It is easy to enslave a people when the only alternative is a monopolized Court and political system. Internet-based information sharing of archived, indexed and free industry behavior records shifts the power balance. Forever.

  • Almost universally, indigenous peoples are much more generous with bully conquerors than their behavior ever justified.

Franchise’s best practices get much worse: Gresham’s Law

November 20, 2008

greshamtSir Thomas Gresham (1519-1579) was a British merchant and financier. He is best known (in a very backhanded way) for something called Gresham’s Law which is commonly stated as “good money is driven out by bad money”.

He had urged Queen Elizabeth to act to restore the debased pound sterling. The value of all money is weakened by allowing low quality species to circulate within the economy.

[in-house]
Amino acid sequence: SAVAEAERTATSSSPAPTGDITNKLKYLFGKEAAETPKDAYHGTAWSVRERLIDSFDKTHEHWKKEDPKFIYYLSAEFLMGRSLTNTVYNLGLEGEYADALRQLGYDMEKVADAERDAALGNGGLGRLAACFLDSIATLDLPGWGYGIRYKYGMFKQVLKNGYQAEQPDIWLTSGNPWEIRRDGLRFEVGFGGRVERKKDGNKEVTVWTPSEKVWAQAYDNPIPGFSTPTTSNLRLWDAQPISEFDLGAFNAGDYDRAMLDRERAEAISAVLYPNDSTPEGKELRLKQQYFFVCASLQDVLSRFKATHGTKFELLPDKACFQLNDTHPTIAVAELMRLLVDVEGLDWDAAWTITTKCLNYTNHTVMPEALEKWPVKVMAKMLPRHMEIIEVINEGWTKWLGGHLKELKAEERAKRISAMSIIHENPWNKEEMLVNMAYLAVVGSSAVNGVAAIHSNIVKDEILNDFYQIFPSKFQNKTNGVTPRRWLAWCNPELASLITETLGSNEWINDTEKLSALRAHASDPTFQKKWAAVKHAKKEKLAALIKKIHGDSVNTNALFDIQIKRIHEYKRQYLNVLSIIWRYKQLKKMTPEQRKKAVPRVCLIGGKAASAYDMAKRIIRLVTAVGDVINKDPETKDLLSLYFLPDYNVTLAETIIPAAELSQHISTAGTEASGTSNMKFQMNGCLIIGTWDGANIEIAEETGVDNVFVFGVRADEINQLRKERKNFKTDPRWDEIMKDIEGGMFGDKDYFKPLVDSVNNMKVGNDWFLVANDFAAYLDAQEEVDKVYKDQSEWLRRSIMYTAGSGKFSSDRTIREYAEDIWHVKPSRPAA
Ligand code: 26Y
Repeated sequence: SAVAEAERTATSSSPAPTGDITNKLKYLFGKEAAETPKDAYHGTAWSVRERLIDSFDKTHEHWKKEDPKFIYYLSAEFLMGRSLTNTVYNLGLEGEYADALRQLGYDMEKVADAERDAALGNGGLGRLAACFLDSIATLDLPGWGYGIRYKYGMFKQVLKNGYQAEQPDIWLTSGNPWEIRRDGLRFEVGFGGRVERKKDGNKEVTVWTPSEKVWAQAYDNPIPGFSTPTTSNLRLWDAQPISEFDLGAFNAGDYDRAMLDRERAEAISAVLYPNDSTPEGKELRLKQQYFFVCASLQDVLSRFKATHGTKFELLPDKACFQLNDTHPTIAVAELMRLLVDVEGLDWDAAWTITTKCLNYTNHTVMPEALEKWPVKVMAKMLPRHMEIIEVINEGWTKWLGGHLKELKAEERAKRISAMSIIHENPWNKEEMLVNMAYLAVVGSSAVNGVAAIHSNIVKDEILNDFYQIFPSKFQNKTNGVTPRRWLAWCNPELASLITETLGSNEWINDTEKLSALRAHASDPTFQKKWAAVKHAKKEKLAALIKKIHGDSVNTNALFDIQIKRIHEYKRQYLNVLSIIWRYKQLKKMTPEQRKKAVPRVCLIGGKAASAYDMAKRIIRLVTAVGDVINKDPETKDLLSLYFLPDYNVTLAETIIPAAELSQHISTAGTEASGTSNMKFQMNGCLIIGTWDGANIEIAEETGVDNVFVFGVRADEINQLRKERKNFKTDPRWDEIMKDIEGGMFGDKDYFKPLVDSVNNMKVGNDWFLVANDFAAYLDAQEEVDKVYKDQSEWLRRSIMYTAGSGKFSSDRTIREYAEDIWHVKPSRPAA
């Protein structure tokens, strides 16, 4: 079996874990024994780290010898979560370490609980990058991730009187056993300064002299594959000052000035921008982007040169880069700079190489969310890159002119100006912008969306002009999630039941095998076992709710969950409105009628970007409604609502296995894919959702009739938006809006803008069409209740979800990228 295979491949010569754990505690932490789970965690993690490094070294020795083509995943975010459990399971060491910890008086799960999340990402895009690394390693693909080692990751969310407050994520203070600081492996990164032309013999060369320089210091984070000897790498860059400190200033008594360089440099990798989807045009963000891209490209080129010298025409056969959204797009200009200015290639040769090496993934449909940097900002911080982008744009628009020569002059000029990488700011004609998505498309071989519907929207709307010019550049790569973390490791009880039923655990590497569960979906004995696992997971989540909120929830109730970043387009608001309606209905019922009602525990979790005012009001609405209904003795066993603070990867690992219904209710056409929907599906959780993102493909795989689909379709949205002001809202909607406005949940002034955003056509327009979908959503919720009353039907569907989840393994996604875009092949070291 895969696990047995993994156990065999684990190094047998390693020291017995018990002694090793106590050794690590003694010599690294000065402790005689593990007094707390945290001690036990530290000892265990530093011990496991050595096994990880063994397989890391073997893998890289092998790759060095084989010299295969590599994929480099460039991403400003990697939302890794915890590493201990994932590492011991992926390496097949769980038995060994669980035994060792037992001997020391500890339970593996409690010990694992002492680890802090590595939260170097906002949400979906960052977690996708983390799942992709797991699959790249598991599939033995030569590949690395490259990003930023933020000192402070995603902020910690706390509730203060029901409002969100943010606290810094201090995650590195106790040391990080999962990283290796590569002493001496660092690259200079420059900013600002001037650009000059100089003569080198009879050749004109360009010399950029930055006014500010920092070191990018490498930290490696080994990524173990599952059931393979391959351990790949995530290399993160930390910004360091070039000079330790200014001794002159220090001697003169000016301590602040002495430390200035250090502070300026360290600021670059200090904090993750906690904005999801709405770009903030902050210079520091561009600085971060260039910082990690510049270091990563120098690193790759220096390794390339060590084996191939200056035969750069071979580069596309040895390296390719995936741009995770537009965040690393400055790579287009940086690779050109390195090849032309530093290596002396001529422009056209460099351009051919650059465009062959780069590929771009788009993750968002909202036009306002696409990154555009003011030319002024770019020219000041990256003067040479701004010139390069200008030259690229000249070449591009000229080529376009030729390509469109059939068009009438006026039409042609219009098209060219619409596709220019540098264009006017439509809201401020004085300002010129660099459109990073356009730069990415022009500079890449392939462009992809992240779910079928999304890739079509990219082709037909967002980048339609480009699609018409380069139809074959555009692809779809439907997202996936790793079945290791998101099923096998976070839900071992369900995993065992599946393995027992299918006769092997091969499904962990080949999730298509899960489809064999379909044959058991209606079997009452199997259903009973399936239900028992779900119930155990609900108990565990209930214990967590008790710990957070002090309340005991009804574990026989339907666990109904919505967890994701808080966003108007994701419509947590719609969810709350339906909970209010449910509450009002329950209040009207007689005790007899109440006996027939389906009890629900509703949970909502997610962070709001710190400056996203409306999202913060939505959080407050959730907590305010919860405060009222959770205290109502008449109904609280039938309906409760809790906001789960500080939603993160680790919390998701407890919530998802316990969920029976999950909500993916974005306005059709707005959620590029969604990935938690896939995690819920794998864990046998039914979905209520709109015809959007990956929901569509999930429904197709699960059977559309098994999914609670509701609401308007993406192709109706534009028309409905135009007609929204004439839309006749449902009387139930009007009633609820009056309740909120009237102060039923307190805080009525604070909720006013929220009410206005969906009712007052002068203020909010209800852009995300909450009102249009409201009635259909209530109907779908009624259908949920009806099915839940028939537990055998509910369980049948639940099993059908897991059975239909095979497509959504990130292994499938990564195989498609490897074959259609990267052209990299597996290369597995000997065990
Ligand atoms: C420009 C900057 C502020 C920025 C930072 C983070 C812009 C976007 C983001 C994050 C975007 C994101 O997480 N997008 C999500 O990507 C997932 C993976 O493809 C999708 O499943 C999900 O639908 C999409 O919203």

One application: second hand automobiles.

lemon automobiles (analogous to bad currency) will drive out the good cars. The problem is one of asymmetry of information. Sellers have a strong financial incentive to pass all cars off as “good” cars, especially lemons. This makes it chancy to buy a good car at a fair price, as the buyer risks overpaying for a lemon. The result is that buyers will only pay the fair price of a lemon, so at least they won’t be ripped off.

High quality cars tend to be pushed out of the market, because there is no good way to establish that they really are worth more. The Market for Lemons is a work that examines this problem in more detail.

Franchising is just like selling used cars.

  • There are heavy incentives for franchise offerings to be of much lower quality than advertised. Over time, this trend continues: The highest quality offerings achieve the same (or lower) rate of return than does the lowest quality.
  • The highest quality franchisors leave and the lowest quality ones multiply, based on information asymmetries, made worse by confidentiality agreements and SLAPP lawsuits.
  • The insurmountable costs involved in accessing justice or remedy for fraud accelerate this race to the bottom.